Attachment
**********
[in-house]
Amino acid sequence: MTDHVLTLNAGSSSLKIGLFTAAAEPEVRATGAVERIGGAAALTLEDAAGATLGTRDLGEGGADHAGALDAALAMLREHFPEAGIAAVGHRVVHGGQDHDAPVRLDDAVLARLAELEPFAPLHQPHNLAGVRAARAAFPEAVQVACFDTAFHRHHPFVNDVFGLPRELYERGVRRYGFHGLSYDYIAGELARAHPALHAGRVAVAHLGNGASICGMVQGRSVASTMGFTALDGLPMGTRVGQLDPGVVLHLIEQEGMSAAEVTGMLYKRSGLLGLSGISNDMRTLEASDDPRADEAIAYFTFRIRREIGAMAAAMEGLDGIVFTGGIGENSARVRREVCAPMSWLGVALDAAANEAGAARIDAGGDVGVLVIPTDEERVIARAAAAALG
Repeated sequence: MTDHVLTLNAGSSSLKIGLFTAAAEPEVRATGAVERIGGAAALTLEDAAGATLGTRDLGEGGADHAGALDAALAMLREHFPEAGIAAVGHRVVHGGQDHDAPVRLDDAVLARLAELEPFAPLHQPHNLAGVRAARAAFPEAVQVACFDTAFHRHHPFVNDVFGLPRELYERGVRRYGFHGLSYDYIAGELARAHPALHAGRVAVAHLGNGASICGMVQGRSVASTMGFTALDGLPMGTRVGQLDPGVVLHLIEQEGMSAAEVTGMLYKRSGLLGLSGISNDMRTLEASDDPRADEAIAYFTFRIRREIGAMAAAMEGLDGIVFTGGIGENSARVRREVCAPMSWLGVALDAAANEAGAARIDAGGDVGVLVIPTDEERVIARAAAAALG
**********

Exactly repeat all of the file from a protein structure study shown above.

[in-house]
Amino acid sequence: MTDHVLTLNAGSSSLKIGLFTAAAEPEVRATGAVERIGGAAALTLEDAAGATLGTRDLGEGGADHAGALDAALAMLREHFPEAGIAAVGHRVVHGGQDHDAPVRLDDAVLARLAELEPFAPLHQPHNLAGVRAARAAFPEAVQVACFDTAFHRHHPFVNDVFGLPRELYERGVRRYGFHGLSYDYIAGELARAHPALHAGRVAVAHLGNGASICGMVQGRSVASTMGFTALDGLPMGTRVGQLDPGVVLHLIEQEGMSAAEVTGMLYKRSGLLGLSGISNDMRTLEASDDPRADEAIAYFTFRIRREIGAMAAAMEGLDGIVFTGGIGENSARVRREVCAPMSWLGVALDAAANEAGAARIDAGGDVGVLVIPTDEERVIARAAAAALG
Repeated sequence: MTDHVLTLNAGSSSLKIGLFTAAAEPEVRATGAVERIGGAAALTLEDAAGATLGTRDLGEGGADHAGALDAALAMLREHFPEAGIAAVGHRVVHGGQDHDAPVRLDDAVLARLAELEPFAPLHQPHNLAGVRAARAAFPEAVQVACFDTAFHRHHPFVNDVFGLPRELYERGVRRYGFHGLSYDYIAGELARAHPALHAGRVAVAHLGNGASICGMVQGRSVASTMGFTALDGLPMGTRVGQLDPGVVLHLIEQEGMSAAEVTGMLYKRSGLLGLSGISNDMRTLEASDDPRADEAIAYFTFRIRREIGAMAAAMEGLDGIVFTGGIGENSARVRREVCAPMSWLGVALDAAANEAGAARIDAGGDVGVLVIPTDEERVIARAAAAALG